What isn't welcome is the tC's abundance of hard surfaces. A hard plastic dashboard is one thing, but slamming your elbows down on a rigid slab of an armrest is quite another. Its competitors treat you to at least some semblance of padding.
Yet what those competitors don't offer is a legitimately usable backseat. The tC's lengthy wheelbase affords expansive rear legroom (front legroom has improved for this new generation as well). Headroom is confined by the sloping rear glass, but if you recline the 60/40 split-folding backseat, even 6-footers can comfortably lounge without complaint. Black coating on the leading edge of that rear glass should in theory prevent their heads from roasting, but a tint job may not be a bad idea. A standard double-pane sunroof (the front section retracts over the fixed rear portion) adds a sense of openness to the tC's somewhat pillboxlike greenhouse.
We usually talk in this section about how easy (or frustrating) a vehicle's controls are to use, but for a car that caters to a tech-savvy younger buyer, a little bit of high-tech complication shouldn't be a problem as long as it reaps some sort of benefit.
Take the 2011 Scion tC's standard radio head unit, which would likely be an upgrade in similarly priced cars. Though a tad more complicated than usual, it is optimized for the standard iPod interface. Turning, nudging and pushing the large volume/selection knob calls up your various playlists, tracks, etc. onto a sizable display, which is none too different from using Apple's wonder gadget itself. Unfortunately, it must be plugged into the open center console, requiring you to secure it from the eyes of thieving campus hoodlums when parked.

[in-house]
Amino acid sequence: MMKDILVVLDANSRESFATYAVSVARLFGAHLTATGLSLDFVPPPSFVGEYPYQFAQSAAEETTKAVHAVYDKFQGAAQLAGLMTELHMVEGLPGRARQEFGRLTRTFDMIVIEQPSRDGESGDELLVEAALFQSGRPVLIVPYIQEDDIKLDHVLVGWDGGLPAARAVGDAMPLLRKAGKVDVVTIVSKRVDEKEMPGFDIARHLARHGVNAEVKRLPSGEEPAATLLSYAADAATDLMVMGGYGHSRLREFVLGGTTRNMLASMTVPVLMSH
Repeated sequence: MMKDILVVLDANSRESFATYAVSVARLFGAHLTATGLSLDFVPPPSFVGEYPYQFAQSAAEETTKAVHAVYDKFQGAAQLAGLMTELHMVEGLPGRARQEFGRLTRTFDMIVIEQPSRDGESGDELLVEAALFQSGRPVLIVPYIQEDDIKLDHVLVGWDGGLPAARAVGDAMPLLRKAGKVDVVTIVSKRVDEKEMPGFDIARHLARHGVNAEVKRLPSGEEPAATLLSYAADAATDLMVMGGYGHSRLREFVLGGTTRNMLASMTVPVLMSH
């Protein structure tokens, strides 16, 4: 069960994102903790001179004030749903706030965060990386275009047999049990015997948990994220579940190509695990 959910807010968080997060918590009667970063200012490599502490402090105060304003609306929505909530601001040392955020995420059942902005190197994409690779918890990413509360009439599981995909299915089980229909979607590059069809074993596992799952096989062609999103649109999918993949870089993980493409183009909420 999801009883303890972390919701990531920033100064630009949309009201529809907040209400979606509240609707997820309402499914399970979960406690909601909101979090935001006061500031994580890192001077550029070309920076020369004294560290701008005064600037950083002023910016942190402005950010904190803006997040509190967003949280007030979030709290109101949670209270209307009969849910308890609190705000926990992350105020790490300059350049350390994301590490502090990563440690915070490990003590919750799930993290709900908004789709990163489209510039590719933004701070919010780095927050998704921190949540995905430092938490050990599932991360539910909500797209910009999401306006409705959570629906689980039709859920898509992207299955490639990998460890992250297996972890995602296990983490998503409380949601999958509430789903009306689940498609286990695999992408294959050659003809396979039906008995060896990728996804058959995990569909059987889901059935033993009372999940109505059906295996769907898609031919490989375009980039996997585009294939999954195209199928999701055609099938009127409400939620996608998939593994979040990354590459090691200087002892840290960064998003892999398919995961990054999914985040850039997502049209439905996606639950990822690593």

Three pre-programmed sound settings (Natural, Feel and Hear) help you to quickly adapt the stereo to the varying sound quality of different digital music files. Though you still may want to upgrade the speakers, the tC's system is quite solid as far as cheap cars go. And it frankly has to be, given the immense amount of road noise that filters into the cabin.
Should you want something even more technologically advanced, though, the Double-DIN head unit can be swapped out for a pair of Alpine units (both with navigation capability) or an aftermarket device of your choosing.
As modern as the stereo is, though, the rest of the tC's controls could be deciphered by your grandmother. Just like in Gran's Corolla, three knobs operate the air-conditioning, there's a separate digital clock and stalks control the lights and wipers.
Design/Fit and Finish
The 2011 Scion tC might be inexpensive, but its interior still leaves much to be desired. All those hard surfaces, the way the interior door panel flexes whenever you lower the windows, the dearth of sound-deadening materials and even the clunk as the doors swing close add up to a car that feels far less substantial than equally (and lesser) priced cars. A Ford Fiesta, for instance, is a far nicer item.
The tC's driver-canted center stack looks kind of cool, though, in a vaguely 1980s sort of way. It could probably use a bit of the old tC's alloy-look trim to snaz it up a bit, though the optional seven-color interior light kit would at least make things a tad more interesting at night.
Who should consider this vehicle
The 2011 Scion tC is aimed at 20-somethings and college students, and for the most part it delivers as a surprisingly useful, affordable coupe that's an appealing alternative to the Honda Civic.
Yet we wonder whether 20-somethings will even notice this new tC, as it's hardly enough of a visual departure from the old car to be considered fresh and different, and thus cool in the fashion-conscious eyes of its target demographic. Because if it doesn't make you stand out from the crowd, it won't really matter how practical the tC is for moving dorm rooms or schlepping the boys around on a Saturday night.